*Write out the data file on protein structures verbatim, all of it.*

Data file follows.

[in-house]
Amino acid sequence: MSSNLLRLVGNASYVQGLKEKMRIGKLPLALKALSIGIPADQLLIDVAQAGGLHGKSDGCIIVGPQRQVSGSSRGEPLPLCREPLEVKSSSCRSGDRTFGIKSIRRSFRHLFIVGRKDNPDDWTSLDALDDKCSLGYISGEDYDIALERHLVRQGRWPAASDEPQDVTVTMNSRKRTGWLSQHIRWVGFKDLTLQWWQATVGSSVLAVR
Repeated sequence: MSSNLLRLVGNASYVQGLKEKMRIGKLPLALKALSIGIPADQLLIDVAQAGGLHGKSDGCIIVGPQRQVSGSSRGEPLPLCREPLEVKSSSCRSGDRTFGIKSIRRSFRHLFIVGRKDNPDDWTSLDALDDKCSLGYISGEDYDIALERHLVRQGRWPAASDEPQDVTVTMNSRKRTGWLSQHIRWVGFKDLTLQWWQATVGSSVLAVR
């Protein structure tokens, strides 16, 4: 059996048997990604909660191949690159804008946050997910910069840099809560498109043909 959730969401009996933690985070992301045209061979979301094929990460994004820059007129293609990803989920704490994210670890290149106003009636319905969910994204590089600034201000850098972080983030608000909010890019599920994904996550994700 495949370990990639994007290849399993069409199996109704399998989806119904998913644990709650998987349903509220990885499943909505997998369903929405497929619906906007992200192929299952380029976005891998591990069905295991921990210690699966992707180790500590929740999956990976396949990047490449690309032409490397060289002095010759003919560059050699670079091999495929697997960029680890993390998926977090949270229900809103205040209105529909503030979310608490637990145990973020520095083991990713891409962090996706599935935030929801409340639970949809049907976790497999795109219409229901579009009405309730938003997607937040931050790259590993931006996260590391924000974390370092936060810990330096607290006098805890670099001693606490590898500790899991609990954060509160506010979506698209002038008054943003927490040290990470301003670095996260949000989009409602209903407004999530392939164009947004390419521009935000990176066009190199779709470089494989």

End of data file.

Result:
[in-house]
Amino acid sequence: MSSNLLRLVGNASYVQGLKEKMRIGKLPLALKALSIGIPADQLLIDVAQAGGLHGKSDGCIIVGPQRQVSGSSRGEPLPLCREPLEVKSSSCRSGDRTFGIKSIRRSFRHLFIVGRKDNPDDWTSLDALDDKCSLGYISGEDYDIALERHLVRQGRWPAASDEPQDVTVTMNSRKRTGWLSQHIRWVGFKDLTLQWWQATVGSSVLAVR
Repeated sequence: MSSNLLRLVGNASYVQGLKEKMRIGKLPLALKALSIGIPADQLLIDVAQAGGLHGKSDGCIIVGPQRQVSGSSRGEPLPLCREPLEVKSSSCRSGDRTFGIKSIRRSFRHLFIVGRKDNPDDWTSLDALDDKCSLGYISGEDYDIALERHLVRQGRWPAASDEPQDVTVTMNSRKRTGWLSQHIRWVGFKDLTLQWWQATVGSSVLAVR
């Protein structure tokens, strides 16, 4: 059996048997990604909660191949690159804008946050997910910069840099809560498109043909 959730969401009996933690985070992301045209061979979301094929990460994004820059007129293609990803989920704490994210670890290149106003009636319905969910994204590089600034201000850098972080983030608000909010890019599920994904996550994700 495949370990990639994007290849399993069409199996109704399998989806119904998913644990709650998987349903509220990885499943909505997998369903929405497929619906906007992200192929299952380029976005891998591990069905295991921990210690699966992707180790500590929740999956990976396949990047490449690309032409490397060289002095010759003919560059050699670079091999495929697997960029680890993390998926977090949270229900809103205040209105529909503030979310608490637990145990973020520095083991990713891409962090996706599935935030929801409340639970949809049907976790497999795109219409229901579009009405309730938003997607937040931050790259590993931006996260590391924000974390370092936060810990330096607290006098805890670099001693606490590898500790899991609990954060509160506010979506698209002038008054943003927490040290990470301003670095996260949000989009409602209903407004999530392939164009947004390419521009935000990176066009190199779709470089494989």